I am trying to attach a 1mm thick galvanised steel screen to the bottom of a mixer. Across the front and across the rear of the the bottom are aluminium extrusions as shown in the attached pdf. The entire width of the extrusion is pierced with ~3mm holes normally used to clip in plastic card guides. However the are no card guides on the two bottom extrusions so I thought to maybe use the existing holes to attach the screen. The holes are on 0.2 inch centres so there is not a lot of meat around them.

Cheers

Ian
 

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my 2 cents,, (to just hold a screen in place I'd hazard a guess that virtually anything would work, at 2m thick basically any sheet metal screw or self tapping screws. (both work in aluminum) if you want the threaded inserts (for a deeper and proper thread) you can use the 'Keystone' brand inserts and just cinch them with a vise (or even a hammer) no need for special installation tools, and they won't pull out like the pem nuts above.. i use the 6-32 inserts here every week , usually just closing them in a vice.-it's not even worth setting up the installation tool if i'm doing just a few..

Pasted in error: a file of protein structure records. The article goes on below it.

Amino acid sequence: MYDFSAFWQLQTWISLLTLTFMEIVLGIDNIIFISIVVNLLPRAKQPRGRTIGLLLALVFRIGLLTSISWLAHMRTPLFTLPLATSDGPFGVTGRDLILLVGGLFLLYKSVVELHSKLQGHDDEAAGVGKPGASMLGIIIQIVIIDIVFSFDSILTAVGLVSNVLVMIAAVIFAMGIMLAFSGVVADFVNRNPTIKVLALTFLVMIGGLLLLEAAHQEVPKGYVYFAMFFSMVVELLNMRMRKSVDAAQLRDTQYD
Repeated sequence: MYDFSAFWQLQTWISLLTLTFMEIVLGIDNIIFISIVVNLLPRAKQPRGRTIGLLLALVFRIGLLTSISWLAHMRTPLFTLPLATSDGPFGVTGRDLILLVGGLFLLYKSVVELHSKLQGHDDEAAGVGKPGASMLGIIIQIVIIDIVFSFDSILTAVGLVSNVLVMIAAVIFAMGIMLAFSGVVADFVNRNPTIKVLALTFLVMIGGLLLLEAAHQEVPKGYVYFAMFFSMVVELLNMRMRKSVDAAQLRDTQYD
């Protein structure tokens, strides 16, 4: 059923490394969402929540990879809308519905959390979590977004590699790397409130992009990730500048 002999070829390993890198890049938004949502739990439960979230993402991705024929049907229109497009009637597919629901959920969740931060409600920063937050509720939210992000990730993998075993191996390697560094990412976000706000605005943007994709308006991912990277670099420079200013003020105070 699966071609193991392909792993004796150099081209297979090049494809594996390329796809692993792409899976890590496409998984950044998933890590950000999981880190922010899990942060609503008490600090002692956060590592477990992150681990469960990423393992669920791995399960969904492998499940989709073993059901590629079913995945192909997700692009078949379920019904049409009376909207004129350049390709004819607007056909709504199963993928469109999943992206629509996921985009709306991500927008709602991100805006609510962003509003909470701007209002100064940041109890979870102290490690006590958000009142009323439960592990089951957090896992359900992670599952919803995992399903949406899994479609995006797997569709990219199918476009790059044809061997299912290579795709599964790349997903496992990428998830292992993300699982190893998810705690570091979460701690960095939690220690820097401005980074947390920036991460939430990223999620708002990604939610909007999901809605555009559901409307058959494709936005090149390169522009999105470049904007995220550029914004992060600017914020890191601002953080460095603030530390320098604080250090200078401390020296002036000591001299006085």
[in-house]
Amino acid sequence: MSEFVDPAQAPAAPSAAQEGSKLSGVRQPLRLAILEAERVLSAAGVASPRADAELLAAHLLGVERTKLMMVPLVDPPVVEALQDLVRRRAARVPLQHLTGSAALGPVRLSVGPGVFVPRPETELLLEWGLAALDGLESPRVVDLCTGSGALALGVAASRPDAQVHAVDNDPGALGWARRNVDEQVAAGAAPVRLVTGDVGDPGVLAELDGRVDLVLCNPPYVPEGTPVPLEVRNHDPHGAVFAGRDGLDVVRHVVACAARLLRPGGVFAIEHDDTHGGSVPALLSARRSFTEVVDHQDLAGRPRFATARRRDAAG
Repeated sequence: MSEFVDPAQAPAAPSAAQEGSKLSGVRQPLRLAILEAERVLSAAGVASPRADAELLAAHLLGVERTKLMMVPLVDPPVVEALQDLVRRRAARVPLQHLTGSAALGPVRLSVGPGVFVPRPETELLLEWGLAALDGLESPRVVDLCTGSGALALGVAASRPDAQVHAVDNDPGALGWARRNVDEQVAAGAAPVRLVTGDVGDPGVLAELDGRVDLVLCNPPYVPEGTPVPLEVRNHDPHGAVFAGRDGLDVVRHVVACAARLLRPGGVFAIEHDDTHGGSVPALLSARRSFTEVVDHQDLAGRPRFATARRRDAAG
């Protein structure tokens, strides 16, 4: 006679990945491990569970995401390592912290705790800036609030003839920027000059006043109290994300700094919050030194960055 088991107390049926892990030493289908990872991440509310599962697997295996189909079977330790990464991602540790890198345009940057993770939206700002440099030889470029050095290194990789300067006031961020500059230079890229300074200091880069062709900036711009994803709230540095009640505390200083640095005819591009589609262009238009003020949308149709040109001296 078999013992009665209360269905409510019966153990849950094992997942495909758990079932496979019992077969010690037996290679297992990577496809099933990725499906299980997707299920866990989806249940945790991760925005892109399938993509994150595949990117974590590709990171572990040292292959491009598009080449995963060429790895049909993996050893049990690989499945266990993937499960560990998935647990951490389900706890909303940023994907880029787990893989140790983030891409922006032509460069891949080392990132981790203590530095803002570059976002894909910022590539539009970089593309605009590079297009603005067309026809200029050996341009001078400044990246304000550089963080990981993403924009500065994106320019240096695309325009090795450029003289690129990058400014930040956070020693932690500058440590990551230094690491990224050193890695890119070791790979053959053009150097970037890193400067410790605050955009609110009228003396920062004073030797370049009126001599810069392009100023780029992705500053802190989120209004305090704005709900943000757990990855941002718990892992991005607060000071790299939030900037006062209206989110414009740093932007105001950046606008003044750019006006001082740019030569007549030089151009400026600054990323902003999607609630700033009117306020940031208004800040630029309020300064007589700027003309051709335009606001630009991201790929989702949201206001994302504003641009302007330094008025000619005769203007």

my 2 cents,, (to just hold a screen in place I'd hazard a guess that virtually anything would work, at 2m thick basically any sheet metal screw or self tapping screws. (both work in aluminum) if you want the threaded inserts (for a deeper and proper thread) you can use the 'Keystone' brand inserts and just cinch them with a vise (or even a hammer) no need for special installation tools, and they won't pull out like the pem nuts above.. i use the 6-32 inserts here every week , usually just closing them in a vice.-it's not even worth setting up the installation tool if i'm doing just a few..
Could you be a little more specific? When I search the Keystone website I don't see the clinched inserts you are describing.
 
Across the front and across the rear of the the bottom are aluminium extrusions
The side view of your technical drawing is not clear, with the arrow and axis lines for the tap screw masking the graphic, but this kind of eurorack extrusion usually have a longitudinal notches that is used to slide a top or bottom panel.

euro extrusion.png